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Bloodhound land speed record bid put back to 2016

Bloodhound land speed record bid put back to 2016

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The Bloodhound Super-Sonic Car is not going to get into the desert this year to break the world land speed record.

The 1,000mph vehicle's basic build will be complete in a few months, ready for "slow-speed" testing on a UK runway.

But a delay with its rocket system means there will be insufficient time to run Bloodhound on its specially prepared race track in South Africa before seasonal rains start to fall.

The plan now is to wait until April or May 2016 to try to drive at 800mph.

Assuming that goes well, the team would then stage a second campaign on the dried-out lakebed of Hakskeen Pan in Northern Cape, with the aim of getting all the way up to 1,000mph (1,610km/h). The hope is that this could also be done in 2016.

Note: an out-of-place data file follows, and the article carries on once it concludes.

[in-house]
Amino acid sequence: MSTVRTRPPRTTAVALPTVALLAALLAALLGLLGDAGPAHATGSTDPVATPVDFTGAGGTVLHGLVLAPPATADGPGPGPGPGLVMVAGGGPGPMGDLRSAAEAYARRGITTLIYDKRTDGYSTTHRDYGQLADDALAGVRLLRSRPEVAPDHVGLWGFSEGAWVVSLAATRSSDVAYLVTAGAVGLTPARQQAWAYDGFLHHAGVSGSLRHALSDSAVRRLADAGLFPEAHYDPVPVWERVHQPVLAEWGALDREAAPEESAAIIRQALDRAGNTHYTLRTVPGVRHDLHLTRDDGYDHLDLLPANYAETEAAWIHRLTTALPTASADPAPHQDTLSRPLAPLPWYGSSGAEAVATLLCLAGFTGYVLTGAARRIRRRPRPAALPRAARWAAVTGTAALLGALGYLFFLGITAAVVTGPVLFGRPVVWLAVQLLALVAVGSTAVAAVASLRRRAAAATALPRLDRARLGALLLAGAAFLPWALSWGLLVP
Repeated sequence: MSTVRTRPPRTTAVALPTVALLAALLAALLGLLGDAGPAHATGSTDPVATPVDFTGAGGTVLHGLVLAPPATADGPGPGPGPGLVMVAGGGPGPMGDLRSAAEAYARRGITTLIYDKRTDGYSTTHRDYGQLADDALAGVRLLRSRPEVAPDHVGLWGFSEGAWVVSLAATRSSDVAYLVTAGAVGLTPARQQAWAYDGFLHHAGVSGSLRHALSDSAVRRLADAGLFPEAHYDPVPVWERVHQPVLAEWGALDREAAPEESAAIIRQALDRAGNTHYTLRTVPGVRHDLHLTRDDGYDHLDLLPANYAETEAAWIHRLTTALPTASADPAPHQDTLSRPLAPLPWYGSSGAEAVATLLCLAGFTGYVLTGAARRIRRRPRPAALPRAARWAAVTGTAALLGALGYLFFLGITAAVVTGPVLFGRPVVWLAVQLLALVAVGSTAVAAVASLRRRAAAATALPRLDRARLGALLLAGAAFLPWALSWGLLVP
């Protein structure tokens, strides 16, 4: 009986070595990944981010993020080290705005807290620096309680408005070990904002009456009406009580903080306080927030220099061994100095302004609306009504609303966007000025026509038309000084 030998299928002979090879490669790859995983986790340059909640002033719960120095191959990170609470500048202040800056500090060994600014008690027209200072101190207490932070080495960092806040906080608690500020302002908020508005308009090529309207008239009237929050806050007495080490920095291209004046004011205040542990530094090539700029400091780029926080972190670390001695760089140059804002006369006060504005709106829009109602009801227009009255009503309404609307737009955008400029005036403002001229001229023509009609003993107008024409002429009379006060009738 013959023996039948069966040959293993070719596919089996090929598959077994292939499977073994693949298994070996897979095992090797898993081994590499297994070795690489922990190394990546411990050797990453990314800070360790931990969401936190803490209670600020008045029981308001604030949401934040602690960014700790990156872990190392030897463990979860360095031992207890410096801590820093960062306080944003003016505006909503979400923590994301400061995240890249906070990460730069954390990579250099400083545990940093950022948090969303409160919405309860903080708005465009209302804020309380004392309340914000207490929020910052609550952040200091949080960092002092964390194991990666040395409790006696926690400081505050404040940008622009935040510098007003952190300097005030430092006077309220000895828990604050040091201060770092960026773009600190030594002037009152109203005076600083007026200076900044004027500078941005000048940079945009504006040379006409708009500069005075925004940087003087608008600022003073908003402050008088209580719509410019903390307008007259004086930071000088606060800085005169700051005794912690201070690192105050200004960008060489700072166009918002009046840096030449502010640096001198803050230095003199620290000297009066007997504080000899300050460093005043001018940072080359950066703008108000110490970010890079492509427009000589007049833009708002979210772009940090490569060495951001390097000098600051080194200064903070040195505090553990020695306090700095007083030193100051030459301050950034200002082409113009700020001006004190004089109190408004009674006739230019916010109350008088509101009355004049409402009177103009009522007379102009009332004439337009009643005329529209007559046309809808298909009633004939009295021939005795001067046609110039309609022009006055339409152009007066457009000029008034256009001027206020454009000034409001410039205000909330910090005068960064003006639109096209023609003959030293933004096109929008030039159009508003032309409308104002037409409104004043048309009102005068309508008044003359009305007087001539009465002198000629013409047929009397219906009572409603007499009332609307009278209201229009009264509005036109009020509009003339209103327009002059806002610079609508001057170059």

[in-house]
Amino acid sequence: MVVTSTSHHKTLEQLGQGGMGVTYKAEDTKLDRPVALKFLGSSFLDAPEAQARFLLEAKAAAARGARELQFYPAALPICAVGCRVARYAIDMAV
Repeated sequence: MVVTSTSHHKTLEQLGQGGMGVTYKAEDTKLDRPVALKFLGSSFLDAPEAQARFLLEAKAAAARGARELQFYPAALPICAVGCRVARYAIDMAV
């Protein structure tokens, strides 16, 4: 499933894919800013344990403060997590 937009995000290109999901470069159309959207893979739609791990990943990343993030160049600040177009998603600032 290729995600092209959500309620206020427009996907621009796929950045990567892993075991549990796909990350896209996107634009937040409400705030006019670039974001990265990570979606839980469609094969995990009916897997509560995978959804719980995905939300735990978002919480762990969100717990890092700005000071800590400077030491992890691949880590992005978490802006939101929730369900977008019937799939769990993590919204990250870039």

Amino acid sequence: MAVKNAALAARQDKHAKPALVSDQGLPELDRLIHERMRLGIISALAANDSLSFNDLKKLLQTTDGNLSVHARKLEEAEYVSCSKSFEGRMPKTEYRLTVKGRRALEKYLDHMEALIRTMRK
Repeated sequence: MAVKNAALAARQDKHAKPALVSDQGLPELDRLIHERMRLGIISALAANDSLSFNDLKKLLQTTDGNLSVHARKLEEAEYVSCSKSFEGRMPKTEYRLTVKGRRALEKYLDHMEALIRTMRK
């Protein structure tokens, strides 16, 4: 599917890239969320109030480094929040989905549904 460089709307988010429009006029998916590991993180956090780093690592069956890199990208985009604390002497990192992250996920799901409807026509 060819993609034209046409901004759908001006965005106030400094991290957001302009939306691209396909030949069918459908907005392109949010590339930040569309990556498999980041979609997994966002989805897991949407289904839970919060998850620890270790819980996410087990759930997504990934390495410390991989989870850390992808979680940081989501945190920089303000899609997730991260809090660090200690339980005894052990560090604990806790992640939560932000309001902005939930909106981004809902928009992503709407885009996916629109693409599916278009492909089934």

The current land speed record is 763mph (1,227km/h).

Bloodhound's chief engineer, Mark Chapman, is disappointed to have to announce the slip in schedule, but believes it is the right decision.

"The amount of investment to get us out to South Africa to run the car - to then see our efforts rained off and have to come home having done very little running makes no sense at all," he told BBC News.

"The most pragmatic thing is to deploy out to the desert in April or May next year, at the start of the dry season, and that gives us the best opportunity to build up those speeds. But, importantly, it also gives us time to complete our rocket development programme."

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